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King James II., who has first induced the _comprachicos_ to trepan and mutilate Clancharlie's real heir (afterwards Gwynplaine, the eponymous hero of the book), and has then made Lord David a "_pair substitué_"  on condition that he marries one of the king's natural daughters, the Duchess Josiane, a duchess with no duchy ever mentioned.
A History of the French Novel, Vol. 2 To the Close of the 19th Century
sionnach commented on the word comprachicos
Those who traffic in deformed children, popular baddies in Spanish folklore.
Victor Hugo's novel The Man Who Laughs is a horror story of a young aristocrat kidnapped and disfigured by his captors to display a permanent grin. In the novel, Hugo gives his own account of the work of the Comprachicos:
"In China, since time immemorial, they have achieved refinement in a special art and industry: the molding of a living man. One takes a child two or three years old, one puts him into a porcelain vase, more or less grotesque in shape, without cover or bottom, so that the head and feet protrude. In the daytime, one keeps this vase standing upright; at night, one lays it down, so that the child can sleep. Thus the child expands without growing, slowly filling the contours of the vase with his compressed flesh and twisted bones. This bottled development continues for several years. At a certain point, it becomes irreparable. When one judges that this has occurred and that the monster is made, one breaks the vase, the child comes out, and one has a man in the shape of a pot."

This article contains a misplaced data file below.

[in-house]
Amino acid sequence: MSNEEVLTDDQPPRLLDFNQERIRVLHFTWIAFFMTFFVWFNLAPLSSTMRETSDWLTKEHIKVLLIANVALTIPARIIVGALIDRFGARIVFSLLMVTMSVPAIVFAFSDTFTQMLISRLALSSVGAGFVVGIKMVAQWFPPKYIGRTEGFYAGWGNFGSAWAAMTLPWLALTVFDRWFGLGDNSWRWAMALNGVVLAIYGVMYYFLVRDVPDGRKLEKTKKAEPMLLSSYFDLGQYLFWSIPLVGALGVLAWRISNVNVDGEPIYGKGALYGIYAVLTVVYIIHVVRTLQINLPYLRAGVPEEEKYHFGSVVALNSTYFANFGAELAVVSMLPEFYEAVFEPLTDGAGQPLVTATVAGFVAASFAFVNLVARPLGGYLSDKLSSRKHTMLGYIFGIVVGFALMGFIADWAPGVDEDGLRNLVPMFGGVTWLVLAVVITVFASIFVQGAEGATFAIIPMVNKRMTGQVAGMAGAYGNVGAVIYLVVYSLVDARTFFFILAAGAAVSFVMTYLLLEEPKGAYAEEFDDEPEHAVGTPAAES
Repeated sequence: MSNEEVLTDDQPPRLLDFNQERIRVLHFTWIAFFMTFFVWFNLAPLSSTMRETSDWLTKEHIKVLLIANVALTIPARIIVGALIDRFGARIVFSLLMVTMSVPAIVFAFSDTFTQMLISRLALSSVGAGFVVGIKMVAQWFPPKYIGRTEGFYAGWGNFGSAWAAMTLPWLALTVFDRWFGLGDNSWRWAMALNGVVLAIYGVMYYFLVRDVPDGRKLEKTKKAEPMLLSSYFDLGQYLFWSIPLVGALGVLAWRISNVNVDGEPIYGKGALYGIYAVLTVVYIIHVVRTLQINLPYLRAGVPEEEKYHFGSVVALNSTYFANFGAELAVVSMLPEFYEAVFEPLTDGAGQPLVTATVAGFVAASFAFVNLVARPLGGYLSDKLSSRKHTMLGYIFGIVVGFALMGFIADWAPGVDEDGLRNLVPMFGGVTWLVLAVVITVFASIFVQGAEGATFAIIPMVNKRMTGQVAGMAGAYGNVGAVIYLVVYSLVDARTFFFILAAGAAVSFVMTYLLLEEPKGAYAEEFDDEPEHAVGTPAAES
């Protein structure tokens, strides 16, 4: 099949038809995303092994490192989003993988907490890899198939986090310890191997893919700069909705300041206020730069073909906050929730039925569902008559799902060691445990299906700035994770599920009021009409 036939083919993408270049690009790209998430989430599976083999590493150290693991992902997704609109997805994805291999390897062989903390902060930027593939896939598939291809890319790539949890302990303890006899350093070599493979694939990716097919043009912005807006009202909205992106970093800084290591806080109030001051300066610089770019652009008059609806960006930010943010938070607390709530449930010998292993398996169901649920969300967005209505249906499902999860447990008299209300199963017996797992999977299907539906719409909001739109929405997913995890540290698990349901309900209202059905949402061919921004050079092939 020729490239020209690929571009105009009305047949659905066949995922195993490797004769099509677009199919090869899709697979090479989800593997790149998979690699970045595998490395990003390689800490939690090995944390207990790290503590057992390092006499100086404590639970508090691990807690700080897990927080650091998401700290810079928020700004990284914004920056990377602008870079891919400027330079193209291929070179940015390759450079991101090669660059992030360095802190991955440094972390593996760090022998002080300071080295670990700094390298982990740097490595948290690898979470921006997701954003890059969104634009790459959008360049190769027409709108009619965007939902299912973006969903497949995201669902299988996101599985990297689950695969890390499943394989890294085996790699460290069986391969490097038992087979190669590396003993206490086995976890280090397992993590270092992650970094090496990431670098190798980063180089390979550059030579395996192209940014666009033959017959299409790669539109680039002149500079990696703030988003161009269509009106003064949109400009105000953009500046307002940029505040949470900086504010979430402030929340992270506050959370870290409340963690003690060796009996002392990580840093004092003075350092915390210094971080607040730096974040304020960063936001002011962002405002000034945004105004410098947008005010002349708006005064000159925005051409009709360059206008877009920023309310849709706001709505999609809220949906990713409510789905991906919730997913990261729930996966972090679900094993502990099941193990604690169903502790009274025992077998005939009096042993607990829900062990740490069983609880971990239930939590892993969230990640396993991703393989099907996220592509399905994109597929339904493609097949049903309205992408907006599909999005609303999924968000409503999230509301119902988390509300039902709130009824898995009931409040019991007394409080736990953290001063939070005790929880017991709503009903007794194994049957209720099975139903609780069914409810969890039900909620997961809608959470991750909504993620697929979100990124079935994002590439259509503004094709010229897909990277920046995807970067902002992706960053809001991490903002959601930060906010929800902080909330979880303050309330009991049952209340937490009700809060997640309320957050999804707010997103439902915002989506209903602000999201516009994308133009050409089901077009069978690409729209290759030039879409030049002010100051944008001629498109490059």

(Not to be confused with bonsai kittens)
March 7, 2007
reesetee commented on the word comprachicos
I read the Man Who Laughs when I was a kid, and I *still* shudder when I think of it.
March 7, 2007